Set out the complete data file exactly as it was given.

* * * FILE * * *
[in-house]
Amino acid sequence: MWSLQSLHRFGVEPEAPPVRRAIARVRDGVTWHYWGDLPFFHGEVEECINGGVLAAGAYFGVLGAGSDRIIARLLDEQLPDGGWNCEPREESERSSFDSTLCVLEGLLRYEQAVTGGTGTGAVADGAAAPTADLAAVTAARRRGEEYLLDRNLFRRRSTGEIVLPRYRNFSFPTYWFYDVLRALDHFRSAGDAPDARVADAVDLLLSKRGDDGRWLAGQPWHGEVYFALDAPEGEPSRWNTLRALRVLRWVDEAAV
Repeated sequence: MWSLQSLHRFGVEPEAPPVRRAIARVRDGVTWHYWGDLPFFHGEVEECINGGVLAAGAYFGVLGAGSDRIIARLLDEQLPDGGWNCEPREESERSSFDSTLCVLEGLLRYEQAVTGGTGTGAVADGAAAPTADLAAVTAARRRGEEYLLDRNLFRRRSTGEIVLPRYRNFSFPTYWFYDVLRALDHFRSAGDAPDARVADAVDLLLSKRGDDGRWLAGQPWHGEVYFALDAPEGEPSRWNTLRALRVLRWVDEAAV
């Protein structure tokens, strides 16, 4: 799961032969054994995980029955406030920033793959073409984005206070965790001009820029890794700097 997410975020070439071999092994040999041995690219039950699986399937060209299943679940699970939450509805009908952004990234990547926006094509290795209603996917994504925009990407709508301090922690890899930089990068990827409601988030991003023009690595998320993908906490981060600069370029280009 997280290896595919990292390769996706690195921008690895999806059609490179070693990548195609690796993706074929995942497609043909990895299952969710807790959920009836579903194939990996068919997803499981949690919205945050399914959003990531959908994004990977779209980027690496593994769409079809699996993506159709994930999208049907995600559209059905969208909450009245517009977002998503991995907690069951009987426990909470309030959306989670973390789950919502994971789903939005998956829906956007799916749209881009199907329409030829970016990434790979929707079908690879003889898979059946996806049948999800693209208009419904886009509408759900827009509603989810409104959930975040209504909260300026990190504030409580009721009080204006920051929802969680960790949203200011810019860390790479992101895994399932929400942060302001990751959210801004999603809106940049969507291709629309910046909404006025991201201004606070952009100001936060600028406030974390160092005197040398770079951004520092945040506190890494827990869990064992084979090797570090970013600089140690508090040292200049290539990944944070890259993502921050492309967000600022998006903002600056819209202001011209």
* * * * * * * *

[in-house]
Amino acid sequence: MWSLQSLHRFGVEPEAPPVRRAIARVRDGVTWHYWGDLPFFHGEVEECINGGVLAAGAYFGVLGAGSDRIIARLLDEQLPDGGWNCEPREESERSSFDSTLCVLEGLLRYEQAVTGGTGTGAVADGAAAPTADLAAVTAARRRGEEYLLDRNLFRRRSTGEIVLPRYRNFSFPTYWFYDVLRALDHFRSAGDAPDARVADAVDLLLSKRGDDGRWLAGQPWHGEVYFALDAPEGEPSRWNTLRALRVLRWVDEAAV
Repeated sequence: MWSLQSLHRFGVEPEAPPVRRAIARVRDGVTWHYWGDLPFFHGEVEECINGGVLAAGAYFGVLGAGSDRIIARLLDEQLPDGGWNCEPREESERSSFDSTLCVLEGLLRYEQAVTGGTGTGAVADGAAAPTADLAAVTAARRRGEEYLLDRNLFRRRSTGEIVLPRYRNFSFPTYWFYDVLRALDHFRSAGDAPDARVADAVDLLLSKRGDDGRWLAGQPWHGEVYFALDAPEGEPSRWNTLRALRVLRWVDEAAV
């Protein structure tokens, strides 16, 4: 799961032969054994995980029955406030920033793959073409984005206070965790001009820029890794700097 997410975020070439071999092994040999041995690219039950699986399937060209299943679940699970939450509805009908952004990234990547926006094509290795209603996917994504925009990407709508301090922690890899930089990068990827409601988030991003023009690595998320993908906490981060600069370029280009 997280290896595919990292390769996706690195921008690895999806059609490179070693990548195609690796993706074929995942497609043909990895299952969710807790959920009836579903194939990996068919997803499981949690919205945050399914959003990531959908994004990977779209980027690496593994769409079809699996993506159709994930999208049907995600559209059905969208909450009245517009977002998503991995907690069951009987426990909470309030959306989670973390789950919502994971789903939005998956829906956007799916749209881009199907329409030829970016990434790979929707079908690879003889898979059946996806049948999800693209208009419904886009509408759900827009509603989810409104959930975040209504909260300026990190504030409580009721009080204006920051929802969680960790949203200011810019860390790479992101895994399932929400942060302001990751959210801004999603809106940049969507291709629309910046909404006025991201201004606070952009100001936060600028406030974390160092005197040398770079951004520092945040506190890494827990869990064992084979090797570090970013600089140690508090040292200049290539990944944070890259993502921050492309967000600022998006903002600056819209202001011209």